Supporting better decisions across the nexus of water, energy and food through earth observation data: case of the Zambezi basin Fortune Faith Gomo, Christopher Macleod, John Rowan, Jagadeesh Yeluripati, and Kairsty Topp Proc. IAHS, 376, 15-23, https://doi.org/10.5194/piahs-376-15-2018, 2018 The water–energy–food (WEF) nexus has been promoted in recent years as an intersectional concept designed to improve planning and regulatory decision-making across the three sectors. The production and consumption of water, energy and food resources are inextricably linked across multiple spatial scales (from the global to the local), but a common feature is competition for land which through different land management practices mediates provisioning ecosystem services. The nexus perspective seeks to understand the interlinkages and use systems-based thinking to frame management options for the present and the future. It aims to highlight advantage and minimise damaging and unsustainable outcomes through informed decisions regarding trade-offs inclusive of economic, ecological and equity considerations. Operationalizing the WEF approach is difficult because of the lack of complete data, knowledge and observability – and the nature of the challenge also depends on the scale of the investigation. Transboundary river basins are particularly challenging because whilst the basin unit defines the hydrological system this is not necessarily coincident with flows of food and energy. There are multiple national jurisdictions and geopolitical relations to consider. Land use changes have a profound influence on hydrological, agricultural, energy provisioning and regulating ecosystem services. Future policy decisions in the water, energy and food sectors could have profound effects, with different demands for land and water resources, intensifying competition for these resources in the future. In this study, we used Google Earth Engine (GEE) to analyse the land cover changes in the Zambezi river basin (1.4 million km 2 ) from 1992 to 2015 using the European Space Agency annual global land cover dataset. Early results indicate transformative processes are underway with significant shifts from tree cover to cropland, with a 4.6 % loss in tree cover and a 16 % gain in cropland during the study period. The changes were found to be occurring mainly in the eastern (Malawi and Mozambique) and southern (Zimbabwe and southern Zambia) parts of the basin. The area under urban land uses was found to have more than doubled during the study period gearing urban centres increasingly as the foci for resource consumption. These preliminary findings are the first step in understanding the spatial and temporal interlinkages of water, energy and food by providing reliable and consistent evidence spanning the local, regional, national and whole transboundary basin scale.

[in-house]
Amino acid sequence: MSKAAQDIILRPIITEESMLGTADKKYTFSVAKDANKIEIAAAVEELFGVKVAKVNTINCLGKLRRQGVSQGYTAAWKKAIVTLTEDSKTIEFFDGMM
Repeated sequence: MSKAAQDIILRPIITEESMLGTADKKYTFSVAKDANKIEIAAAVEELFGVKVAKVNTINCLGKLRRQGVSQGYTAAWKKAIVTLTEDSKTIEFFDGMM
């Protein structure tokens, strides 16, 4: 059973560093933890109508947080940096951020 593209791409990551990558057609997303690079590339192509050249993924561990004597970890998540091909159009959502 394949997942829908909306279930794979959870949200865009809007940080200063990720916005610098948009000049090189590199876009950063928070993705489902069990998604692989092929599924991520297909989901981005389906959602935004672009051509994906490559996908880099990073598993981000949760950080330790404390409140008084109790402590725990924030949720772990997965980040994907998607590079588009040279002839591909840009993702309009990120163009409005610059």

Architecture, Civil Engineering, Surveying